Getting teenagers to pick up a book, especially during the summer, isn’t always easy.
"At the elementary level it’s easy to promote reading with contests and all that, but we don’t really do that at the high school level," said Carole Vandersteeg, assistant principal at Desert Mountain High School in Scottsdale.
But encouraging reading for pleasure is one way the Scottsdale Unified School District is improving its scores on AIMS and other tests of reading comprehension.
Only 10 percent of sophomores in the district failed the Arizona’s Instrument to Measure Standards reading test while 89 percent met or exceeded the standards.
At both Chaparral and Desert Mountain high schools, more than 20 percent of students exceeded the reading standards. One way to move students into that excelling category is by boosting their reading habits, administrators say.
Not only does practice make for speedier reading, but it allows students to build their vocabulary, Vandersteeg said.
"If you are preparing to do well on the SAT, you don’t learn those vocabulary words overnight. It builds over time," she said.
For Lauryn Neri, 16, a junior at Desert Mountain, summer reading assignments for her honors English classes have exposed her to books she might never have taken off the shelves.
"My honors English teacher, Mrs. King, introduced me to an author who’s now one of my favorites, so you never know," Neri said.
That author was mystery writer Mary Higgins Clark, and Neri has read eight of her books so far.
Overall, mystery books are declining in popularity among teens, said Anna Mathews, a teen librarian at Scottsdale’s Civic Center Library.
Instead, teens are reading action books involving spies and special agents, like the "Spy High" series by AJ Butcher, Mathews said.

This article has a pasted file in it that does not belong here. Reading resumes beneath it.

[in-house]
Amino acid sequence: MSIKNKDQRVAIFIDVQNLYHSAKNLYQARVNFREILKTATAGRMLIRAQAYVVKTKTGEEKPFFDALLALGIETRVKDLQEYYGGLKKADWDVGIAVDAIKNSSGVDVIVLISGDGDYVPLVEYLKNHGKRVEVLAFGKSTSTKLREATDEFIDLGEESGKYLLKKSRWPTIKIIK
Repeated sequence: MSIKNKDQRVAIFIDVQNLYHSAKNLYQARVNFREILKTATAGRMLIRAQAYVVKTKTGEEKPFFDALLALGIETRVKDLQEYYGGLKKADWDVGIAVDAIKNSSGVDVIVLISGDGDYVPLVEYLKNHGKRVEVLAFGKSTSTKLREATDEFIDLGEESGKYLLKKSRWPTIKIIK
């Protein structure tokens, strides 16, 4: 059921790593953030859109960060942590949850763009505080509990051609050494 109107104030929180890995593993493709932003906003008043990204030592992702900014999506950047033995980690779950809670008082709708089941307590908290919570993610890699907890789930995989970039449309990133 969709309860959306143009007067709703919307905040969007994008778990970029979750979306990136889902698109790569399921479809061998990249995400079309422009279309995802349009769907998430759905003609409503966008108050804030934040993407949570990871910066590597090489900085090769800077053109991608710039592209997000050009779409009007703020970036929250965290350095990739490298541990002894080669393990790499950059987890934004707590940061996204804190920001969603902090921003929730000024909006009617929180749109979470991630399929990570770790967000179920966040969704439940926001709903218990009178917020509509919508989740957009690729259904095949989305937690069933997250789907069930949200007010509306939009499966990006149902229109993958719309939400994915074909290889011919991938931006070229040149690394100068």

Series books are popular, she said, because they make teens feel like they are close friends with the characters.
One popular series is "Students Across the Seven Seas," where each book involves an American teenage girl who studies abroad — and inevitably falls in love.
Teen girls flock to books that are "like chick lit, but for the younger readers," said Krissy Cwengros, a Scottsdale librarian.
Alex Blum, 17, runs a teen book club at Desert Mountain, where members chose a more serious book for the summer — "The Kite Runner" by Khaled Hosseini, about an Afghan boy who moves to the United States, then returns to his homeland during the Taliban regime.
"We wanted to interest people who didn’t know about the good stuff out there to read," Blum said.
Top teen picks this summer
• "Angus, Thongs and Full-Frontal Snogging: Confessions of Georgia Nicolson" by Louis Rennison
• "The Perks of Being a Wallflower" by Stephen Chbosky
• "The Sisterhood of the Traveling Pants" series by Ann Brashares
• "Harry Potter" series by J.K. Rowling
• "Girls on Film: An A-List Novel" by Zoey Dean, and other books in the series
• "Princess in Training" by Meg Cabot, and other books in the "Princess Diaries" series
• "Bleach" by Tite Kubo, "Peach Girl" by Miwa Ueda, and other graphic novels
Source: Scottsdale Public Library